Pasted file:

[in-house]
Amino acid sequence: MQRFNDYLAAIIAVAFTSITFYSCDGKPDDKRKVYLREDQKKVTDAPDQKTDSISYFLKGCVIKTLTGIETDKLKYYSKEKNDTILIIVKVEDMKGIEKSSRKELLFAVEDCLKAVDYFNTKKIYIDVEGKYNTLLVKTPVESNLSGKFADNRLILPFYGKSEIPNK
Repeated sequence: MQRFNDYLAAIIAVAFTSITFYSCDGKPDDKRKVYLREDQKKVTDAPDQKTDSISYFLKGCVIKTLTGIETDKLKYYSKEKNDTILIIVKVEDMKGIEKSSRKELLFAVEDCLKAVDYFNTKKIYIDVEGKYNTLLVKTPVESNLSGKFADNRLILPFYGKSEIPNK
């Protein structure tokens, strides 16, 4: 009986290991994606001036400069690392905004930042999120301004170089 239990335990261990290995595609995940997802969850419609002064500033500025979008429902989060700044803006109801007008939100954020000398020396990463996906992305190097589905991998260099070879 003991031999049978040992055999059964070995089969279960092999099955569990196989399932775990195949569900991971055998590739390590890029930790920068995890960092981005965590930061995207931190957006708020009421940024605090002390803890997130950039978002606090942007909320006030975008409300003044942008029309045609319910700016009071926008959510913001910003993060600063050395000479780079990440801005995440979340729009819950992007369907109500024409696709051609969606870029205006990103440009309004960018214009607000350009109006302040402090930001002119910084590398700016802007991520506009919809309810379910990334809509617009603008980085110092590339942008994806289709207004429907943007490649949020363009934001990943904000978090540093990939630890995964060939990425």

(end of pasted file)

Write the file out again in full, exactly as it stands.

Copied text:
[in-house]
Amino acid sequence: MQRFNDYLAAIIAVAFTSITFYSCDGKPDDKRKVYLREDQKKVTDAPDQKTDSISYFLKGCVIKTLTGIETDKLKYYSKEKNDTILIIVKVEDMKGIEKSSRKELLFAVEDCLKAVDYFNTKKIYIDVEGKYNTLLVKTPVESNLSGKFADNRLILPFYGKSEIPNK
Repeated sequence: MQRFNDYLAAIIAVAFTSITFYSCDGKPDDKRKVYLREDQKKVTDAPDQKTDSISYFLKGCVIKTLTGIETDKLKYYSKEKNDTILIIVKVEDMKGIEKSSRKELLFAVEDCLKAVDYFNTKKIYIDVEGKYNTLLVKTPVESNLSGKFADNRLILPFYGKSEIPNK
């Protein structure tokens, strides 16, 4: 009986290991994606001036400069690392905004930042999120301004170089 239990335990261990290995595609995940997802969850419609002064500033500025979008429902989060700044803006109801007008939100954020000398020396990463996906992305190097589905991998260099070879 003991031999049978040992055999059964070995089969279960092999099955569990196989399932775990195949569900991971055998590739390590890029930790920068995890960092981005965590930061995207931190957006708020009421940024605090002390803890997130950039978002606090942007909320006030975008409300003044942008029309045609319910700016009071926008959510913001910003993060600063050395000479780079990440801005995440979340729009819950992007369907109500024409696709051609969606870029205006990103440009309004960018214009607000350009109006302040402090930001002119910084590398700016802007991520506009919809309810379910990334809509617009603008980085110092590339942008994806289709207004429907943007490649949020363009934001990943904000978090540093990939630890995964060939990425």